“You are always late, now you have made me mad! You’re stupid!
You are useless! Why did I ever marry you?
Sound familiar? Yes, you are being verbally abused! But you don’t
have to take it anymore!
Many people who call for a consultation have no idea that they are in a
verbally abusive relationship. They know that something is wrong; they
are sad, diminished, and lost but they can't put their finger on it.
For over 35 years as a psychologically trained divorce attorney and mediator,
I can identify verbal abuse by asking questions and observing reactions.
I can also provide support and help you find solutions.
Verbal abuse often happens out of nowhere in a relationship. It’s
calculating and manipulative.
You find yourself thinking you are over reacting or blaming yourself. Verbal
abuse happens in private where no one can intervene and eventually it
becomes a regular way of communicating.
For someone experiencing the abuse it is isolating and demeaning. You live
in fear and secret often embarrassed to tell a friend or family.
Verbal abuse is subtle and insidious. It includes some of these behaviors:
- Threatening - “I will hurt myself if you leave me.”
- Criticizing; - “Why are you so disorganized? It’s because of
you I can never find anything!”
- Demeaning - “You look fat in that dress.!”
- Name-calling -“You are dumb!”
- Manipulation –“If you really loved me, you wouldn’t make
- Blame - “It’s your fault we are never on time!”
- Accusations -“I bet you’re cheating on me!”
- Gas-lighting – “Why are you so sensitive to everything?”
Verbal abuse is intended to and usually does manipulate and control the victim.
The abuse often starts after the courtship is over and the marriage has
begun. It has a sociopathic, narcissistic overtone to it.
In my divorce/mediation practice, I have seen some fortunate individuals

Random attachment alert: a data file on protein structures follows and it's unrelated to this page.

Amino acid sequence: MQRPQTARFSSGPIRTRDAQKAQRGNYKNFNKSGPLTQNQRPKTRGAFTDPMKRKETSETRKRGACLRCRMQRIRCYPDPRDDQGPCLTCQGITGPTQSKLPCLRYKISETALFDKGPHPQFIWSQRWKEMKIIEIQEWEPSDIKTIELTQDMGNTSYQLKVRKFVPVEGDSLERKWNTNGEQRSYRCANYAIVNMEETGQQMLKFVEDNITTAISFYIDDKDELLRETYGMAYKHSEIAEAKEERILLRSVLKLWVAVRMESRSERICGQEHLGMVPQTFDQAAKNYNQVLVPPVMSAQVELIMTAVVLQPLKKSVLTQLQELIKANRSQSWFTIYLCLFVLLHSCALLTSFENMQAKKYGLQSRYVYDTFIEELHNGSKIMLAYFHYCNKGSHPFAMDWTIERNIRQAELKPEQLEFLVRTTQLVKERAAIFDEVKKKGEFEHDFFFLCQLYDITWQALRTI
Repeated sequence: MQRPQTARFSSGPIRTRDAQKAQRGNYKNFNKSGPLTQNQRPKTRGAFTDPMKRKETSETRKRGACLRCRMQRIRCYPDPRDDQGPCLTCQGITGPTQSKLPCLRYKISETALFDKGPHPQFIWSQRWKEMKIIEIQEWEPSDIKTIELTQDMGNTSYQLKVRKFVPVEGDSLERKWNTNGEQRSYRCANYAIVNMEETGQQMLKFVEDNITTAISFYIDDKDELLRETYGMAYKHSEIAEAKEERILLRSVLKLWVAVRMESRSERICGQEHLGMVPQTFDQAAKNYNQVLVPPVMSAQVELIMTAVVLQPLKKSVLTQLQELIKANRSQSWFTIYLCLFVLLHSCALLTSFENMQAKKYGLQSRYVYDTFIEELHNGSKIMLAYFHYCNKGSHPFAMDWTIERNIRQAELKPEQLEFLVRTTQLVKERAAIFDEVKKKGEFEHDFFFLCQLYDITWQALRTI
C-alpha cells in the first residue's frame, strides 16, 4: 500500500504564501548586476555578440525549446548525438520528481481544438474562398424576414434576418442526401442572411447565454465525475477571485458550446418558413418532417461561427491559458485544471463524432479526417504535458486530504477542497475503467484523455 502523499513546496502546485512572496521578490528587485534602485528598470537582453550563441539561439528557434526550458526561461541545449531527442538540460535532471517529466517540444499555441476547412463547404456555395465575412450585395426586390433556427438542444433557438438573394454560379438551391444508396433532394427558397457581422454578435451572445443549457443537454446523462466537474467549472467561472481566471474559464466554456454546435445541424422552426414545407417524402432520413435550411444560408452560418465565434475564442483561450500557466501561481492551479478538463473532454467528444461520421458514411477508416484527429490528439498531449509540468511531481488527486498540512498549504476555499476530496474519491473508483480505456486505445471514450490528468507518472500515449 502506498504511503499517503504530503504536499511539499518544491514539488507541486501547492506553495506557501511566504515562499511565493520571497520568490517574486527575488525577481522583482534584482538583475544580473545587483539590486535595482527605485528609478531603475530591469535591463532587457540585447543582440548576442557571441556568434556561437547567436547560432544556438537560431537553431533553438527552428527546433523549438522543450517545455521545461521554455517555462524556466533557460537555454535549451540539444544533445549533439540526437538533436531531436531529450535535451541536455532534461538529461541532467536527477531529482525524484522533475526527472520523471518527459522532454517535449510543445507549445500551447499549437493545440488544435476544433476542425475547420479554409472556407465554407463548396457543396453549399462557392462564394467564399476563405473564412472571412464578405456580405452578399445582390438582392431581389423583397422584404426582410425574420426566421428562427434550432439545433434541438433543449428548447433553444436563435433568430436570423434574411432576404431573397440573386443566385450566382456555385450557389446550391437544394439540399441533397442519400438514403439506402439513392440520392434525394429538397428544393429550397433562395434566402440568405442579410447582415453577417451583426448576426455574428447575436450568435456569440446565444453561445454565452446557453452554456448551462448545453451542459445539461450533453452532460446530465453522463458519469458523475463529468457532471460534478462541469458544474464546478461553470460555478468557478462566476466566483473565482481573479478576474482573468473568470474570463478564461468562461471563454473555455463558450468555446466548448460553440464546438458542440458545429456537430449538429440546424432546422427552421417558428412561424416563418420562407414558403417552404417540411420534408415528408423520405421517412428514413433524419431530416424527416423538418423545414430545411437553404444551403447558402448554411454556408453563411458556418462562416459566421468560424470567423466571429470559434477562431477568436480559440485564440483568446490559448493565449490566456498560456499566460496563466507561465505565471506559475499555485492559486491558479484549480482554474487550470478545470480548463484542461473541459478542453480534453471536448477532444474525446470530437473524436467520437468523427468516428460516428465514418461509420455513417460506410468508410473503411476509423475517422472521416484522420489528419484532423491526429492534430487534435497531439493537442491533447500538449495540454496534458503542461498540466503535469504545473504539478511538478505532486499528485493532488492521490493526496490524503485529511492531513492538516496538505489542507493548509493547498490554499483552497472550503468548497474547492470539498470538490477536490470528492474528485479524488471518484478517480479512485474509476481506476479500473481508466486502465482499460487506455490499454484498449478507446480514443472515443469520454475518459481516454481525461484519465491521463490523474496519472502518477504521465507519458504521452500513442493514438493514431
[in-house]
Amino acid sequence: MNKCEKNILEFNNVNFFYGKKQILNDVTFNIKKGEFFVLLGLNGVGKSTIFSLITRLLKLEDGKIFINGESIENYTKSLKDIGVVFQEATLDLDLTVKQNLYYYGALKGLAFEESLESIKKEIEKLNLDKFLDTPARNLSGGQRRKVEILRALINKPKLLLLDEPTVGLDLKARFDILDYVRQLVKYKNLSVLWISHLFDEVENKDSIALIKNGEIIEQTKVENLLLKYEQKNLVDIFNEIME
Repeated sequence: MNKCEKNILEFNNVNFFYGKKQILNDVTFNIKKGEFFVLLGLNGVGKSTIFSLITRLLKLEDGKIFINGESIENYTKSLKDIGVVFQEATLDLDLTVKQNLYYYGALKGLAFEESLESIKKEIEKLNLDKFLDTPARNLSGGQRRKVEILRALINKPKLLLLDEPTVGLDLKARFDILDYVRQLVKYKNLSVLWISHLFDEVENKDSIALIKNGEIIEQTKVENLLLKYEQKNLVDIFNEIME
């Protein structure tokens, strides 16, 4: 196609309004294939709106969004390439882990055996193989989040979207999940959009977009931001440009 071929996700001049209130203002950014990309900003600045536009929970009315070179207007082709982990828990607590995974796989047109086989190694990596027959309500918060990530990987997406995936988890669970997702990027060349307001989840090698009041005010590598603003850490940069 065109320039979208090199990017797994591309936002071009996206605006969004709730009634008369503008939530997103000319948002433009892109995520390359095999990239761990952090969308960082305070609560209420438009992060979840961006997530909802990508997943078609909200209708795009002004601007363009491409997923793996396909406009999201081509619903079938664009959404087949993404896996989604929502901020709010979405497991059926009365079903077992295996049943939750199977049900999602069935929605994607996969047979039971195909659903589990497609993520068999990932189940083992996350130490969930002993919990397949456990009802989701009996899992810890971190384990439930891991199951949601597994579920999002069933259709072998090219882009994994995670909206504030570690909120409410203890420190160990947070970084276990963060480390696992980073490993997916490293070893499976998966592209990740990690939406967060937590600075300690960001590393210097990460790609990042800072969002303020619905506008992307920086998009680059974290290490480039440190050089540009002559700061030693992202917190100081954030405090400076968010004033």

who recognize what is going on early in the relationship and decide not
to put up with it.
Others are captured by the abuser and exhibit the Stockholm Syndrome, supporting
the spouse in the mistreatment.
I can usually tell when someone has been the victim of verbal abuse - unfortunately
it is very common, especially over the past two years during the pandemic.
Often, I recommend a therapist to participate in the divorce process for
clients who are amenable. Frequently it takes a long time for victims
to be able to do anything to extricate themselves from an abusive situation.
But it is possible!
So what can you do to protect yourself?
If you think you are being abused, trust yourself!
There is no single solution, but I suggest:
- Set some boundaries, refuse to engage;
- Tell them you will not accept the abuse;
- Don’t engage in the arguments, walk away;
- Limit your time with them;
- When you are strong enough to cut ties, do it!
It takes time to heal. But you can and you will!
Reach out to supportive friends and family. But don’t isolate yourself.
Start planning your exit strategy. Focus on the steps you can take to
remove yourself from an abusive marriage.
If you think you are being controlled with words and feeling uncomfortable
with your partner and don't know quite why, call me for a free consultation.
Don’t let fear paralyze you. All you need is some compassion and
a strong support system of professionals to move you towards a healthier,
If you are looking for an excellent book on this subject I often recommend
"The Verbally Abusive Relationship" by Patricia Evans. Take
a look at it, it will be very helpful.
FREE 1 HOUR CONSULTATIONS are
conveniently and discreetly conducted virtually to reduce risk.
Please don’t hesitate to reach out for help. You don’t deserve
to be abused, even if you are made to feel you do! I’m here to help!
Stay healthy and safe!
If you are in an abusive marriage, call Divorce Attorney and Mediator Lois
Brenner for a free and discreet consultation.
We still have a few free consultations available this week!